Damron et al v. Sims
ORDER denying 53 Motion for Case to be Certified as a Class Action; adopting Report and Recommendations re 105 Report and Recommendations. Signed by Judge Algenon L. Marbley on 06/30/2010. (cw)
IN THE UNITED STATES DISTRICT COURT FOR THE SOUTHERN DISTRICT OF OHIO EASTERN DIVISION JAMES E. DAMRON, et al., Plaintiffs, v. GARY SIMS, Defendant : : : : : ORDER Civil Action 2:09-cv-50 Judge Marbley Magistrate Judge Abel
On November 2, 2009, Plaintiff James E. Damron, a prisoner proceeding pro
se, filed a motion to have this case certified as a class action (Doc. 53). On February
9, 2010, the Magistrate Judge issued a report and recommendation, recommending that the motion be denied (Doc. 105). On February 19, 2010, Plaintiff Damron filed objections to the report and recommendation. This matter is now before the Court for de novo review pursuant to 28 U.S.C. §636(b)(1). The Magistrate Judge found that Fed. R. Civ. Pro. 23(a) requires, inter alia, that plaintiffs seeking certification as a class action show that there are questions of law or fact common to the class. He determined that, in this case, the positions of the prisoner plaintiffs, who all allege various forms of religious discrimination on the part of prison administration, were so disparate as to render it difficult to determine what persons would comprise the members of the class. Plaintiff 1
Damron, in his objections, argues that the commonality requirement is satisfied because each prisoner plaintiff has been discriminated against by the same Religious Services Administrator on the basis of his Christian Separatist faith. There is, however, a simpler reason to deny Plaintiff's motion: Rule 23(a)(4), Fed. R. Civ. P. requires the plaintiff to demonstrate that he "will fairly and adequately protect the interests of the class." The ability of both the plaintiff and his attorney to adequately represent the class is the most important discretionary decision a court must make in its ruling on the motion to certify. See, Harriss v.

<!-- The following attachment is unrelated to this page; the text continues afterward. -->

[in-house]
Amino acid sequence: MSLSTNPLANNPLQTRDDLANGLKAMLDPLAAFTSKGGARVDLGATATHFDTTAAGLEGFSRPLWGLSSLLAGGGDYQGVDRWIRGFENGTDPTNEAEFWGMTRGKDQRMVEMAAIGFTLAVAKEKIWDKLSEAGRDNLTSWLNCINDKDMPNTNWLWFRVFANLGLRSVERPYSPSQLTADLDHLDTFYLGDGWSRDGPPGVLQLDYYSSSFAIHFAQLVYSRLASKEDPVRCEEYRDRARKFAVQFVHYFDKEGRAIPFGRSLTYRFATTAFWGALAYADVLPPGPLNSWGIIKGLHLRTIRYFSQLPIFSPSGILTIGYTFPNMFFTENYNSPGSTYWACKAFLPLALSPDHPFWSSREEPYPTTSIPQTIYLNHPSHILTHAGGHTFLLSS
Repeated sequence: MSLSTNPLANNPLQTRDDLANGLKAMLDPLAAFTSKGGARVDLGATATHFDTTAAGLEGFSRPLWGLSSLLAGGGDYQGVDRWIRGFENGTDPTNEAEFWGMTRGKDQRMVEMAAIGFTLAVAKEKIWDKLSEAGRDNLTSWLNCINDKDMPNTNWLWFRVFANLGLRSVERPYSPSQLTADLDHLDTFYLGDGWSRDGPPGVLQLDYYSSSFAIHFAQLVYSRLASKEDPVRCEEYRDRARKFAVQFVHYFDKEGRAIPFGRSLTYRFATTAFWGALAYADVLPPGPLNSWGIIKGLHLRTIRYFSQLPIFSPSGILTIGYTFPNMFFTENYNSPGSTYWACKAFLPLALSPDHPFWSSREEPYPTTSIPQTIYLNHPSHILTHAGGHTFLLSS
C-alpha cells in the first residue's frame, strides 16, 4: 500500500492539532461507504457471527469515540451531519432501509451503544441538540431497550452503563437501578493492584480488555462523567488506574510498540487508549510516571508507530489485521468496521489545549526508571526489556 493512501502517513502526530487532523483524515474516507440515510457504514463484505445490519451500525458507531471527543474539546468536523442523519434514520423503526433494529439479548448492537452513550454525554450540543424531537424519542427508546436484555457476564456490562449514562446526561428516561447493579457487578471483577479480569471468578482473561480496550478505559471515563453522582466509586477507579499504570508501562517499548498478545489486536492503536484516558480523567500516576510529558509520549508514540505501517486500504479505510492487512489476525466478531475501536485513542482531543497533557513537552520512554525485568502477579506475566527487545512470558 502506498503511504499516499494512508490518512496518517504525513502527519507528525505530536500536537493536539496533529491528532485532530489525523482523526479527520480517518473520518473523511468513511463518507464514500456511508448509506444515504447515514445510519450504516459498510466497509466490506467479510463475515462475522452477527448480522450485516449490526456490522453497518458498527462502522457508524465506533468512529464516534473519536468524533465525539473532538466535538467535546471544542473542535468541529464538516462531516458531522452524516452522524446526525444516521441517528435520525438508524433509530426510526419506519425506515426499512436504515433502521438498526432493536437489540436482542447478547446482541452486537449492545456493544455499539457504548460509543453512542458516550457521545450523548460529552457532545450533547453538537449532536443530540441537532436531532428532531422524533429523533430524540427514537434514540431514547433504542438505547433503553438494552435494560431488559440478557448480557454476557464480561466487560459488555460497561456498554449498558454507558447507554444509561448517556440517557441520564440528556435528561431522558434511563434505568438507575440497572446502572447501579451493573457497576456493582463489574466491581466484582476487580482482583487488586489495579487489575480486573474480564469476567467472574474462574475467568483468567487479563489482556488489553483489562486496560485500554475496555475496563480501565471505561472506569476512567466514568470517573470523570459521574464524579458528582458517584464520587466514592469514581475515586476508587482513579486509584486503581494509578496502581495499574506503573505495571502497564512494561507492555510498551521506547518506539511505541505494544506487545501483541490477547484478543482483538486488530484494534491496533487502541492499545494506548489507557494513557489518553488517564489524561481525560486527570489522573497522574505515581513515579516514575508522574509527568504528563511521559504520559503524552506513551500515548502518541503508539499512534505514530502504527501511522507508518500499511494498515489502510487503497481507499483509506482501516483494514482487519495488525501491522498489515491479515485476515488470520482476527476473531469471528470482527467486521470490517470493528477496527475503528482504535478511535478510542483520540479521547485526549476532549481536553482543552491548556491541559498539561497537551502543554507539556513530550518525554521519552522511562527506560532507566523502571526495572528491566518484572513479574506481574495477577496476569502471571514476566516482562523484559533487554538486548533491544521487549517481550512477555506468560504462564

Pan American Airways, 74 F.R.D. 24, 42 (N.D. Calif. 1974). The experience and
ability of counsel must be carefully considered. See, Cross v. National Trust Life
Insurance, 553 F.2d 1026, 1031 (6th Cir. 1977).
The law is well settled that non-attorney, pro se litigants cannot fairly and adequately represent and protect the interests of class members. McGoldrick v.
Werholtz, 185 Fed. Appx. 741, 744, 2006 WL 1704463, **2 (10th Cir. June 22, 2006); Fymbo v. State Farm Fire and Casualty Co., 213 F.3d 1320, 1321 (10th Cir. 2000); Phillips v. Tobin, 548 F.2d 408, 413-15 (2d Cir. 1976); Oxendine v. Williams, 509
F.2d 1405, 1407 (4th Cir. 1975). Consequently, claims brought by prison-ers who are not represented by counsel cannot be maintained as class actions. Martin v.
Middendorf, 420 F. Supp. 779, 780-81 (D. D.C. 1976); Carlisle v. Sierlaff, 62 F.R.D.
441, 442 (E.D. Ill. 1974); Jeffrey v. Malcolm, 353 F. Supp. 395, 397 (S.D. N.Y. 1973).
The Report and Recommendation of the Magistrate Judge (Doc. 105) is accordingly ADOPTED, and the motion of Plaintiff James E. Damron to certify this case as a class action (Doc. 53) is DENIED.
s/Algenon L. Marbley United States District Judge
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